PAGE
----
The oil feed points 22 are arranged in axial rows. At least one row Ri extends in the direction of the roller axis and is comprised of a plurality of oil feed points, axially separated from one another, and each supplied at least partially independently of the pressure space 19 (FIGS. 2, 3, 5, and 6). Each oil feed point 22 is preferably formed by a local depression 24 in the support surface 20 and a capillary-like bore 26 from the pressure space 19 which opens into the depression 24. Ridges 28 are provided in the axial spaces between and define the depressions 24. The ridges have outward surfaces that preferably lie at least essentially on the same level as the remainder of the support surface, i.e., they are not recessed.

In each of the embodiments shown in FIGS. 2 and 3, only one axial row of oil feed points 22 is provided. In contrast, the embodiment variants shown in FIGS. 1, 4, and 5 contain two such rows. However, a different number of rows, and particularly a greater number of rows, may also be provided. In addition, it is possible that rows of oil feed points extend only over part of the axial width of the support element 18 and also possible that adjacent rows are arranged in such a way that one extends over one part of the axial width, while the other extends over all other parts of the axial width.

An oil distributor channel 30 is preferably formed in the support element 18. One channel can be provided for each of the rows Ri of oil feed points 22 (see FIG. 1). Each channel preferably extends generally in the direction of the roller axis.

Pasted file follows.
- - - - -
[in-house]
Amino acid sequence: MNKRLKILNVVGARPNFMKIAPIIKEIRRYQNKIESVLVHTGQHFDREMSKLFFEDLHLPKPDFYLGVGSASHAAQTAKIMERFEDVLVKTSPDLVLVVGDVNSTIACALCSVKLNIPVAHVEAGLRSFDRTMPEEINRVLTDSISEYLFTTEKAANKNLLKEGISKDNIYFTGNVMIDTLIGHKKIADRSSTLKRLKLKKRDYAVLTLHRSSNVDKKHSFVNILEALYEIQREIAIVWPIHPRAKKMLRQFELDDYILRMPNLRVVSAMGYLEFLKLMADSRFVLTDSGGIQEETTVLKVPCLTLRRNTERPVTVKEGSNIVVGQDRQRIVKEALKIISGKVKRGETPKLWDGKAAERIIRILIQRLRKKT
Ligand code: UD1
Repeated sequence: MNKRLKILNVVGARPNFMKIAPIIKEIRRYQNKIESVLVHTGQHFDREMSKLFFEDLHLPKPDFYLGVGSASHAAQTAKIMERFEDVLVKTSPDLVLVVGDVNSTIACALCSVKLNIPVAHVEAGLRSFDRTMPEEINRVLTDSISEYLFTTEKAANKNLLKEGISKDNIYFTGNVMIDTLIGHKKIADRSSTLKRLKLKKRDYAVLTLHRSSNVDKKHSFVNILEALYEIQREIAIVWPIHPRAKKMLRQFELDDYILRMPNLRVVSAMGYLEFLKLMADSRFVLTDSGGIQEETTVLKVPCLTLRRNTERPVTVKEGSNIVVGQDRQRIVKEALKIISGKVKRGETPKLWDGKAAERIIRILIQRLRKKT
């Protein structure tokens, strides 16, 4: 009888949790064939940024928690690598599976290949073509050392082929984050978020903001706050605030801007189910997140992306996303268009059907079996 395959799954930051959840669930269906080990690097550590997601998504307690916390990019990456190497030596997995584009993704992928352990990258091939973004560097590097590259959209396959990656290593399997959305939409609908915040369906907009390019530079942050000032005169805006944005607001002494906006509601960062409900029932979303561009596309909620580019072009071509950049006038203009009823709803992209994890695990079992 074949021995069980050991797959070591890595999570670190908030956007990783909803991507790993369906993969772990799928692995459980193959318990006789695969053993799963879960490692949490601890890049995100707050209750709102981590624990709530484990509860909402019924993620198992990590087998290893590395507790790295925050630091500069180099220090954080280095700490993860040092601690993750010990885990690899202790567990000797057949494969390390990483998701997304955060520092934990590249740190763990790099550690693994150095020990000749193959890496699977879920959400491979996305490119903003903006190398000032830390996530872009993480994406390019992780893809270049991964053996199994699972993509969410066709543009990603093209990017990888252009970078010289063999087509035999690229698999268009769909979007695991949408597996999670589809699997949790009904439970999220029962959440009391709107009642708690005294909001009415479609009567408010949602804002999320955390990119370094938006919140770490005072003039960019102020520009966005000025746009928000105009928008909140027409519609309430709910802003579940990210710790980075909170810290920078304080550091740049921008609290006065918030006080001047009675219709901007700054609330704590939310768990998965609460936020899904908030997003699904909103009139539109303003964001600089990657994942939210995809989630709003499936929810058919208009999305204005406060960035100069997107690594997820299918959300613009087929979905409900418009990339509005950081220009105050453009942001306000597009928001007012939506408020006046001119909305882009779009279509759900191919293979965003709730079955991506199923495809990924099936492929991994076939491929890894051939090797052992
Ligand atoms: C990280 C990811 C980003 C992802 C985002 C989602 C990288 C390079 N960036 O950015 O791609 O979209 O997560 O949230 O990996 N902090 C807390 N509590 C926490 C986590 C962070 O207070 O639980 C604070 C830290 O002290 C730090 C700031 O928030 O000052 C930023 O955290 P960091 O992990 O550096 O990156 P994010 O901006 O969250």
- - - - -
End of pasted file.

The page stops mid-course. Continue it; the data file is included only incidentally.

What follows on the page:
Several oil feed points 22 in one row are jointly supplied with fresh, cool lubricant oil via each distributor channel 30. In the simplest case, each row Ri of oil feed points can have a single distributor channel 30 assigned to it. It is also possible, however, to provide several distributor channels 30, which lie one after the other in the direction of the roller axis, for each row Ri. Basically, oil feed from one axial side or also from both axial sides of the support element is possible. The oil distributor can be cylindrical or can be conical along its length, for example, or can also have a stepped cross-section. Finally, it is advantageous if the cross-section of the inlet opening, or the total of the cross-sections of the inlet openings of the distributor channel 30, be greater than the total of all the cross-sections of the bores 26 connected with this channel.